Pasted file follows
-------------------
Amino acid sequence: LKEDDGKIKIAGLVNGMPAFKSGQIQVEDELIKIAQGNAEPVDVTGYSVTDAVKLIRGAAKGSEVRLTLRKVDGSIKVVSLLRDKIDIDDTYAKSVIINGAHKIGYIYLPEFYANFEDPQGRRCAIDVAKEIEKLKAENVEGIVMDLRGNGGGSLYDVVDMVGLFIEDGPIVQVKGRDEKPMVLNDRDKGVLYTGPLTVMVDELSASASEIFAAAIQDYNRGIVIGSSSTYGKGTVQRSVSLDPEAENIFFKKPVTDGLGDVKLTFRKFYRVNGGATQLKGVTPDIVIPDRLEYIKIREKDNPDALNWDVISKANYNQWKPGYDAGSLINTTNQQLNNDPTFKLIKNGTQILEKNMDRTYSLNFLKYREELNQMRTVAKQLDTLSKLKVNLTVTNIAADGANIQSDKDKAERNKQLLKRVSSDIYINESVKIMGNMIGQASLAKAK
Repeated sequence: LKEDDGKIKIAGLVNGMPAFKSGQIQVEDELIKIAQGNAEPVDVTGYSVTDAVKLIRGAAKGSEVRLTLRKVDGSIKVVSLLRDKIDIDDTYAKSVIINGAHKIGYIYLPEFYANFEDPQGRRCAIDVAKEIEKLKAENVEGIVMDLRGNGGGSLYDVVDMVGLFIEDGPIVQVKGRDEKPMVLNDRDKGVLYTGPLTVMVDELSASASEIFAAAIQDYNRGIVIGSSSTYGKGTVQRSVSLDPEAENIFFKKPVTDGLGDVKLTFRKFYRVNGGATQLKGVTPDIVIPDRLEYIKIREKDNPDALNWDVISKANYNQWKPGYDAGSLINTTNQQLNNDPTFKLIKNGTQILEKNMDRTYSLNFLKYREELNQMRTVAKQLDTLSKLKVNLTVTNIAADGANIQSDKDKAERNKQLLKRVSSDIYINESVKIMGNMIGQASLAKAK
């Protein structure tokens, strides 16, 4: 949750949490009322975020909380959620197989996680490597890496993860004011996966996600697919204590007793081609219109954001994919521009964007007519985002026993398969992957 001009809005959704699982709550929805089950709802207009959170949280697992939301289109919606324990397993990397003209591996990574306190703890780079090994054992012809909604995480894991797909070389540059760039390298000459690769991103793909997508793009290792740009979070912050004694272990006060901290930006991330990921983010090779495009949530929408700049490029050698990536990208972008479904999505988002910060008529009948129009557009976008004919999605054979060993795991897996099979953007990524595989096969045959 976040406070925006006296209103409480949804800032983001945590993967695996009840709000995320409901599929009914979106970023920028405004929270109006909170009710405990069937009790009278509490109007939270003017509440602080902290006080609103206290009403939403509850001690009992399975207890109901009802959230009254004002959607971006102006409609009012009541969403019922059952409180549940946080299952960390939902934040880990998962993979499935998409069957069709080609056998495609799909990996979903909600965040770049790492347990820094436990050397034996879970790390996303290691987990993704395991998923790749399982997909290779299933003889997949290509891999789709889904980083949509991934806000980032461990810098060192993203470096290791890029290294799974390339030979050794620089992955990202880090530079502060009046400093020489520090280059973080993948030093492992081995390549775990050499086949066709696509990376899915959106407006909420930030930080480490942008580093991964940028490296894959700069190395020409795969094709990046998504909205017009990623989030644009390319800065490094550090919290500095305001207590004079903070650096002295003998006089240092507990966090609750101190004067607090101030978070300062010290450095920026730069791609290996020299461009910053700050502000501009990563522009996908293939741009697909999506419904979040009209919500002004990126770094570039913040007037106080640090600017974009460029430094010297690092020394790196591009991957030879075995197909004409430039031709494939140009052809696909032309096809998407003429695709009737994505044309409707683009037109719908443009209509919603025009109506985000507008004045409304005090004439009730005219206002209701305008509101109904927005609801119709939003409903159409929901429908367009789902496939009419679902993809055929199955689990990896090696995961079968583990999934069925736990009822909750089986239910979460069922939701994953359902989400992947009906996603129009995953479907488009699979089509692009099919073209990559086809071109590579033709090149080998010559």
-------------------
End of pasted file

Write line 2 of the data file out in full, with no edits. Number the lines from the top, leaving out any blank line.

Repeated sequence: LKEDDGKIKIAGLVNGMPAFKSGQIQVEDELIKIAQGNAEPVDVTGYSVTDAVKLIRGAAKGSEVRLTLRKVDGSIKVVSLLRDKIDIDDTYAKSVIINGAHKIGYIYLPEFYANFEDPQGRRCAIDVAKEIEKLKAENVEGIVMDLRGNGGGSLYDVVDMVGLFIEDGPIVQVKGRDEKPMVLNDRDKGVLYTGPLTVMVDELSASASEIFAAAIQDYNRGIVIGSSSTYGKGTVQRSVSLDPEAENIFFKKPVTDGLGDVKLTFRKFYRVNGGATQLKGVTPDIVIPDRLEYIKIREKDNPDALNWDVISKANYNQWKPGYDAGSLINTTNQQLNNDPTFKLIKNGTQILEKNMDRTYSLNFLKYREELNQMRTVAKQLDTLSKLKVNLTVTNIAADGANIQSDKDKAERNKQLLKRVSSDIYINESVKIMGNMIGQASLAKAK